“I knew you would,” replied the Bishop quietly. “And I came in this evening to say that I shall be obliged to do the same thing with my charge.”
Dr. Bruce turned and walked up to his friend. They were both laboring under a repressed excitement.
“Is it necessary in your case?” asked Bruce.
“Yes. Let me state my reasons. Probably they are the same as yours. In fact, I am sure they are.” The Bishop paused a moment, then went on with increasing feeling:
“Calvin, you know how many years I have been doing the work of my position, and you know something of the responsibility and care of it. I do not mean to say that my life has been free from burden-bearing or sorrow. But I have certainly led what the poor and desperate of this sinful city would call a very comfortable, yes, a very luxurious life. I have had a beautiful house to live in, the most expensive food, clothing and physical pleasures. I have been able to go abroad at least a dozen times, and have enjoyed for years the beautiful companionship of art and letters and music and all the rest, of the very best. I have never known what it meant to be without money or its equivalent. And I have been unable to silence the question of late: ‘What have I suffered for the sake of Christ?’ Paul was told what great things he must suffer for the sake of his Lord. Maxwell’s position at Raymond is well taken when he insists that to walk in the steps of Christ means to suffer. Where has my suffering come in? The petty trials and annoyances of my clerical life are not worth mentioning as sorrows or sufferings. Compared with Paul or any of the Christian martyrs or early disciples I have lived a luxurious, sinful life, full of ease and pleasure. I cannot endure this any longer. I have that within me which of late rises in overwhelming condemnation of such a following of Jesus. I have not been walking in His steps. Under the present system of church and social life I see no escape from this condemnation except to give the most of my life personally to the actual physical and soul needs of the wretched people in the worst part of this city.”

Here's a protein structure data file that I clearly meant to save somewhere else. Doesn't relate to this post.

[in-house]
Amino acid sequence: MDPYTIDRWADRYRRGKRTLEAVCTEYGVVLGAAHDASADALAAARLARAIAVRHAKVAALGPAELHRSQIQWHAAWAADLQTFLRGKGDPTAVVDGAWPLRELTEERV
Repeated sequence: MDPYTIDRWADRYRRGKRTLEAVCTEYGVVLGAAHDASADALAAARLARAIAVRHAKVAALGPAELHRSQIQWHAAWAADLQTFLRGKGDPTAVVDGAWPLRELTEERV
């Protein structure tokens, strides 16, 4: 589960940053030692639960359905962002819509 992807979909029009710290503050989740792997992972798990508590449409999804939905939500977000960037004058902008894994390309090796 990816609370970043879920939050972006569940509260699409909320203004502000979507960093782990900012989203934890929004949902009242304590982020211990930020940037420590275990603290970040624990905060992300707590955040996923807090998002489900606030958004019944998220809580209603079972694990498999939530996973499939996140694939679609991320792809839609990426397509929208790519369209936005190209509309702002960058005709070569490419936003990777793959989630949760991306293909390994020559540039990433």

The Bishop had risen now and walked over to the window. The street in front of the house was as light as day, and he looked out at the crowds passing, then turned and with a passionate utterance that showed how deep the volcanic fire in him burned, he exclaimed:
“Calvin, this is a terrible city in which we live! Its misery, its sin, its selfishness, appall my heart. And I have struggled for years with the sickening dread of the time when I should be forced to leave the pleasant luxury of my official position to put my life into contact with the modern paganism of this century. The awful condition of the girls in some great business places, the brutal selfishness of the insolent society fashion and wealth that ignores all the sorrow of the city, the fearful curse of the drink and gambling hell, the wail of the unemployed,